So financing, once separated into private and nonprofit buckets, merges into a results bucket that combines social impact and financial profit.  Problems are no longer addressed from a profit or nonprofit position, but rather from a solution position, which draws on both.  Activity that provides a blending of profit and social good is no longer marginalized, but is actually revered and becomes the norm.

What we are already seeing, and will continue to see more and more, is a convergence of private, public and nonprofit money; private and nonprofit operating principles; private, public and nonprofit goals and reasons for being; private, nonprofit and government approaches to problems.  We no longer exist in neat categories that inform our activity, funding, thought, approach, world-view.

The social entrepreneurship movement has taken off so dramatically in recent years in large part because of this growing convergence.  People are recognizing that the old separations no longer make sense or work.

Convergence is real and is happening everywhere.  Those who are not “ambitious” enough and continue to view the world in stale and unbending categories will be left behind.

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About the Author: Nell Edgington is President of Social Velocity (www.socialvelocity.net), a management consulting firm leading nonprofits to greater social impact and financial sustainability. Social Velocity helps nonprofits grow their programs, bring more money in the door, and use resources more effectively. For more information, check out Social Velocity consulting services and clients.


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8 Comments to Change is Here

[...] Yes!  Nonprofits exist within a system that in effect penalizes them for trying to do good.  The result is a sorely undercapitalized sector held together by bandaids, desperate for more talent and resources, bracing themselves against the increasing number of problems they are being called on to solve.  It is a horribly broken system, which requires a complete resetting. [...]

[...] an opportunity to restructure and rethink a broken system.  Just as the nonprofit sector needs to “reset” how they operate and how they raise money given the economic crisis and the crumbling social safety net, [...]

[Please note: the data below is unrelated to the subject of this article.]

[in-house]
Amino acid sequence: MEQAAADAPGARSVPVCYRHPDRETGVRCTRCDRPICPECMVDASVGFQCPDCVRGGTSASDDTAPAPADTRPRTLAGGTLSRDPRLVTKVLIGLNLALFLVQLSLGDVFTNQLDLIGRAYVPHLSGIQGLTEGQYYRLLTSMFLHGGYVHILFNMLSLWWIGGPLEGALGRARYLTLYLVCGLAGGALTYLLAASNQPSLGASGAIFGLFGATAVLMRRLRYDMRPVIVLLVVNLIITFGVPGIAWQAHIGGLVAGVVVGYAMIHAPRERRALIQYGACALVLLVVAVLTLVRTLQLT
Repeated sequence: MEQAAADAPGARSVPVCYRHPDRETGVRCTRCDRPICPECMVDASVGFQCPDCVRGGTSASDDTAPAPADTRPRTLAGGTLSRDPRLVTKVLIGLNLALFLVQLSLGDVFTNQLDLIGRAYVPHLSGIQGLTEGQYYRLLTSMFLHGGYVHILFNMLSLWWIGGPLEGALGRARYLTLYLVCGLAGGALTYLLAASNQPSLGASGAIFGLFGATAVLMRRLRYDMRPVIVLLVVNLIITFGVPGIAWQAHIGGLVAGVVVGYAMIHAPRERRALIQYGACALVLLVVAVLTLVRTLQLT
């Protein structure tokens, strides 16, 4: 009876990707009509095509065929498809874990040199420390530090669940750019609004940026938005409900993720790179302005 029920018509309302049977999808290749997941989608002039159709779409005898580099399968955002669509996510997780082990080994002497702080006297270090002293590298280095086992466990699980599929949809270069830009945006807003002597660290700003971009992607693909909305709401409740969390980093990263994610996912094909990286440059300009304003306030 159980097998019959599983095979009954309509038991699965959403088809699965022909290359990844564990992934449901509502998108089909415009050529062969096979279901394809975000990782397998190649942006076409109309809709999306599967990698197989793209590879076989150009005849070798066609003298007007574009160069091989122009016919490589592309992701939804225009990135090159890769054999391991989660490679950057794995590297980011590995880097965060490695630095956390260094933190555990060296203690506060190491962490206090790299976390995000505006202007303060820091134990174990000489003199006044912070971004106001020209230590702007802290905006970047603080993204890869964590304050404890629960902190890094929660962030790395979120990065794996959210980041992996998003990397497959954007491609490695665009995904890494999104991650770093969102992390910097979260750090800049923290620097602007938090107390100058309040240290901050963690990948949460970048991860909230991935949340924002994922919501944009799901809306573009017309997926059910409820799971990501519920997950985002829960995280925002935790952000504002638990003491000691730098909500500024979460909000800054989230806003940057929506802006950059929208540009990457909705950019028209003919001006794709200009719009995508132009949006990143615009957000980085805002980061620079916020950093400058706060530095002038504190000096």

[...] Yes!  Nonprofits exist within a system that in effect penalizes them for trying to do good.  The result is a sorely undercapitalized sector held together by bandaids, desperate for more talent and resources, bracing themselves against the increasing number of problems they are being called on to solve.  It is a horribly broken system, which requires a complete resetting. [...]

[...] an opportunity to restructure and rethink a broken system.  Just as the nonprofit sector needs to “reset” how they operate and how they raise money given the economic crisis and the crumbling social safety net, [...]

[...] them to  be risk averse.  But what if nonprofit organizations seized the opportunity that this restructuring offers and became bold.  I mean really [...]

[...] them to  be risk averse.  But what if nonprofit organizations seized the opportunity that this restructuring offers and became bold.  I mean really [...]

[...] is akin to the “resetting” of the nonprofit sector discussed before.  This is not a blip; things are changing in very fundamental ways and the WSJ [...]

[...] is akin to the “resetting” of the nonprofit sector discussed before.  This is not a blip; things are changing in very fundamental ways and the WSJ [...]